Imagining the End of Student Debt

August 19, 2012

It’s a shameful thing to be in debt. Once you’re in debt, you’re not supposed to talk about it. It’s your fault. You borrowed too much. You must accept the consequences of your immoral actions, after all, no one forced you to take out that loan. Lenders, on the other hand, can claim the moral high ground. We lent this student $50,000 to attend college, it’s not our fault she can’t find a job.

Thanks, in part, to Occupy, this idea – which places responsibility for a failed economy on individuals – is starting to unravel. As activists, citizens, workers and debtors, we are starting to ask if all debts must ultimately be paid off. As a student debtor recently posted on Twitter, “Are you obligated to repay a loan to the mafia?”

Student debt is a particularly striking example of illegitimate debt.

In the US, two-thirds of college graduates leave school with student loan debt, an average of $25,000 each. Debt rates have increased 500 percent since 1999. Student debt, which has passed $1 trillion, will burden students and families for years to come. Many graduates struggling to find well-paid jobs will never be able to pay what they owe. Those who cannot afford to complete degrees, an increasingly likely prospect, will have no choice but to make debt payments for a diploma they never earned.

Why Does College Cost So Much?

The increasing cost of college in the US is partly the result of the wide availability of loans, combined with drastically reduced government funding for higher education. But that is not the whole story. College costs have skyrocketed  because higher education is debt financed, which allows administrators, the government, and Wall Street to profit from student debt. Many executives who manage universities want to raise tuition.

Bob Meister, of the University of California, has explained that US colleges are run like corporations. Administrators use tuition dollars as collateral to improve their institution’s bond rating in capital markets, allowing them to fund lucrative construction projects. Tuition revenue (increasingly funded by debt) is a giant money spigot that college executives use to enrich themselves. This is why it makes little sense to debate the interest rate of a small subset of undergraduate loans in the US Congress, or to lecture students on how best to manage their loan payments after college. These distractions allow powerful people to evade the fundamental issue; the mass impoverishment of students is extremely profitable for the one percent.

How does Wall Street Profit from Student Debt?

Wall Street has its own method for profiting from student debt. The SLM Corporation is a good example. Sallie Mae, which is now a private company, sells student loan payments to Wall Street. Wall Street packages this debt, which is backed by the federal government, into a financial instrument called SLABS – Student Loan Asset Backed Securities – which are similar to the collateralized securities that crashed the US housing market. Finally, Wall Street sells those debt bundles on the global market for a spectacular profit. Malcolm Harris noted that “in 1990, there were $75.6m of these securities in circulation; at their apex, the total stood at $2.67tn.” From reduced state funding and exploding tuition costs to student loans sold as securities, debt financing of US higher education is inseparable from strategies of capitalist accumulation and exploitation.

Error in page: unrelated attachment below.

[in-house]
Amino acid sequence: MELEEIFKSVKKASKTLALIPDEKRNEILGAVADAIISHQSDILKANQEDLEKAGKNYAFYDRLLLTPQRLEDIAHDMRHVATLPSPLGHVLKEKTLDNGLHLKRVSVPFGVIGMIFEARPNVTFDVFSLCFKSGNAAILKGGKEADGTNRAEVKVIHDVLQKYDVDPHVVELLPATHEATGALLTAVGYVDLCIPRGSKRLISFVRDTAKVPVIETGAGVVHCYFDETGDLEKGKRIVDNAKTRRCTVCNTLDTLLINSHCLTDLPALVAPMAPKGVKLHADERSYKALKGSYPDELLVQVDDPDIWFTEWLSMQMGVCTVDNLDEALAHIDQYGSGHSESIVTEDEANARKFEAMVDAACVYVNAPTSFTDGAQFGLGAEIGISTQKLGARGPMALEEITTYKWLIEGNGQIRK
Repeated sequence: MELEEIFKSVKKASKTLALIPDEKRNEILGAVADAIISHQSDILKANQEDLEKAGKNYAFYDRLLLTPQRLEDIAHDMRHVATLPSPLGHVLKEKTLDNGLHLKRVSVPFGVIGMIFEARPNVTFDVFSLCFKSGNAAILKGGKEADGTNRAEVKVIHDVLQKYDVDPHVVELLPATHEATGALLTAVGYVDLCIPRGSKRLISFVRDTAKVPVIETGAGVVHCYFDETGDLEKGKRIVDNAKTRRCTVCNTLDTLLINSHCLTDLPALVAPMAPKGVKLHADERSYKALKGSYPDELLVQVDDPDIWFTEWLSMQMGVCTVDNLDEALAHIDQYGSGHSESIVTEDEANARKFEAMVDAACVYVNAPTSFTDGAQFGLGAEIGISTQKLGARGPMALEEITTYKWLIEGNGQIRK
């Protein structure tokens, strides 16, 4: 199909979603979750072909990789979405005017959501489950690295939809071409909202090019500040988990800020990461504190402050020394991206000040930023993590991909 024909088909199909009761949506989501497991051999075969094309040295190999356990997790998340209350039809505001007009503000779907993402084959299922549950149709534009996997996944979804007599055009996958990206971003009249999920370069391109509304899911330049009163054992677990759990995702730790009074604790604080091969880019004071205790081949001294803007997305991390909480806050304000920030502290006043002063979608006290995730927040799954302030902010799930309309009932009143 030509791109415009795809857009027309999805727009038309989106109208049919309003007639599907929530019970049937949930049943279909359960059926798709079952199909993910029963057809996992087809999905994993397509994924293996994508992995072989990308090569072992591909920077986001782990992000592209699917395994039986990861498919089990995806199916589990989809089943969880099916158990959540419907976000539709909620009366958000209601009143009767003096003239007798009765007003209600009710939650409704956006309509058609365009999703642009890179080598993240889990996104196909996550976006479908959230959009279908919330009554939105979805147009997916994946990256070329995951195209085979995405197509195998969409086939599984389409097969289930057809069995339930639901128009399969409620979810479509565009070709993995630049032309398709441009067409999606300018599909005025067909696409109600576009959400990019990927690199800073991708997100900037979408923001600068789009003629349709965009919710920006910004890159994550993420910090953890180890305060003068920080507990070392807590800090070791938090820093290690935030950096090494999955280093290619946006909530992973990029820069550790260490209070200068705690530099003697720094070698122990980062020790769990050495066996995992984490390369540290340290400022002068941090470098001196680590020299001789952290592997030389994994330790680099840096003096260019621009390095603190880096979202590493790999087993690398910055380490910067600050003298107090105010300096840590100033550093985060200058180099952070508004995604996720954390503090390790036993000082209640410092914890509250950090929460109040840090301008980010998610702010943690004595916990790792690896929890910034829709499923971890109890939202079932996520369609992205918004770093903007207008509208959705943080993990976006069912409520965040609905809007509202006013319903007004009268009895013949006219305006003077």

What can we do?

In the early days of the Occupy movement, a group of us met near Zuccotti Park and began brainstorming ways to challenge the student debt system through direct action. We created the Occupy Student Debt Campaign, which includes a pledge of student debt refusal. Pledgers agree to stop paying their loans once one million others agree to do the same. The pledge is based on the idea that the time for petitioning the government is over. Our elected officials have been bought, paid for by the financial firms that profit from student misery. What incentive could they possibly have for ending the debt financing of higher education that has been so profitable for them?

The pledge is also based on a list of four principles. For example, we believe education should be free (ie publicly funded) as a public good so that future generations do not have to bear the burden of debt.

The student debt pledge continues while the Occupy movement is evolving and expanding. This summer, a series of debtors’ assemblies is taking place in NYC. Most of us are in debt, whether student debt, credit card debt, or medical debt. These assemblies quickly took on the moniker #strikedebt and became a coalition. We are working together on a model that will allow people to challenge the illegitimate debt system in multiple ways, including online pledges, direct action and mutual aid projects. We’re all in this together, and by helping each other, we can begin to live in the kind of world we want to see. That is how we Occupy Wall Street.

 

Ann Larson is from the Occupy Student Debt Campaign and tweets at @AnnLarsonNYC